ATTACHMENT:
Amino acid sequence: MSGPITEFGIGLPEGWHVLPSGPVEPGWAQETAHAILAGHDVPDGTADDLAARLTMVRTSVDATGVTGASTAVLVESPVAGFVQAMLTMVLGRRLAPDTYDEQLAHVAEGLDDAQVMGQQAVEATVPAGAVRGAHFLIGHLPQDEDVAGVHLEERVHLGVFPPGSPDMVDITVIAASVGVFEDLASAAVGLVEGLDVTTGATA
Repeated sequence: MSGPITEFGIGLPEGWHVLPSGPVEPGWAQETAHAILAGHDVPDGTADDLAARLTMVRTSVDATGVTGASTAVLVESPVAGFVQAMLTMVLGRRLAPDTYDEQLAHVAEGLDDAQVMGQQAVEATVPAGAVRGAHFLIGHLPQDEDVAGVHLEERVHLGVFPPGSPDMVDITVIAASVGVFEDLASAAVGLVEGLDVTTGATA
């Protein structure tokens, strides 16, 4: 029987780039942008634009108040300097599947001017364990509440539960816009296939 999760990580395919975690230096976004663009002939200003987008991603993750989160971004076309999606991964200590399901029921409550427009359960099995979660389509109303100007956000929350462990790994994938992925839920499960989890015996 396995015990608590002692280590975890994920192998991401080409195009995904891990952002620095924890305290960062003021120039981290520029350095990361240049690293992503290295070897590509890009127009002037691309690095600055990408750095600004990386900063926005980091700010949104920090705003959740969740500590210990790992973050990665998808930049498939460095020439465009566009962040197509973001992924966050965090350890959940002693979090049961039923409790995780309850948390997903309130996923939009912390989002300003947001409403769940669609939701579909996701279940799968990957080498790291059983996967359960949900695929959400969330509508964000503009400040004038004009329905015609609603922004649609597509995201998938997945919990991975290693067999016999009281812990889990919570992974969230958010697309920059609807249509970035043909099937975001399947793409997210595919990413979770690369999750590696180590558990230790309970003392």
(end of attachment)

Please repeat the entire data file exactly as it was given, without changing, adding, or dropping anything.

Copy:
Amino acid sequence: MSGPITEFGIGLPEGWHVLPSGPVEPGWAQETAHAILAGHDVPDGTADDLAARLTMVRTSVDATGVTGASTAVLVESPVAGFVQAMLTMVLGRRLAPDTYDEQLAHVAEGLDDAQVMGQQAVEATVPAGAVRGAHFLIGHLPQDEDVAGVHLEERVHLGVFPPGSPDMVDITVIAASVGVFEDLASAAVGLVEGLDVTTGATA
Repeated sequence: MSGPITEFGIGLPEGWHVLPSGPVEPGWAQETAHAILAGHDVPDGTADDLAARLTMVRTSVDATGVTGASTAVLVESPVAGFVQAMLTMVLGRRLAPDTYDEQLAHVAEGLDDAQVMGQQAVEATVPAGAVRGAHFLIGHLPQDEDVAGVHLEERVHLGVFPPGSPDMVDITVIAASVGVFEDLASAAVGLVEGLDVTTGATA
């Protein structure tokens, strides 16, 4: 029987780039942008634009108040300097599947001017364990509440539960816009296939 999760990580395919975690230096976004663009002939200003987008991603993750989160971004076309999606991964200590399901029921409550427009359960099995979660389509109303100007956000929350462990790994994938992925839920499960989890015996 396995015990608590002692280590975890994920192998991401080409195009995904891990952002620095924890305290960062003021120039981290520029350095990361240049690293992503290295070897590509890009127009002037691309690095600055990408750095600004990386900063926005980091700010949104920090705003959740969740500590210990790992973050990665998808930049498939460095020439465009566009962040197509973001992924966050965090350890959940002693979090049961039923409790995780309850948390997903309130996923939009912390989002300003947001409403769940669609939701579909996701279940799968990957080498790291059983996967359960949900695929959400969330509508964000503009400040004038004009329905015609609603922004649609597509995201998938997945919990991975290693067999016999009281812990889990919570992974969230958010697309920059609807249509970035043909099937975001399947793409997210595919990413979770690369999750590696180590558990230790309970003392």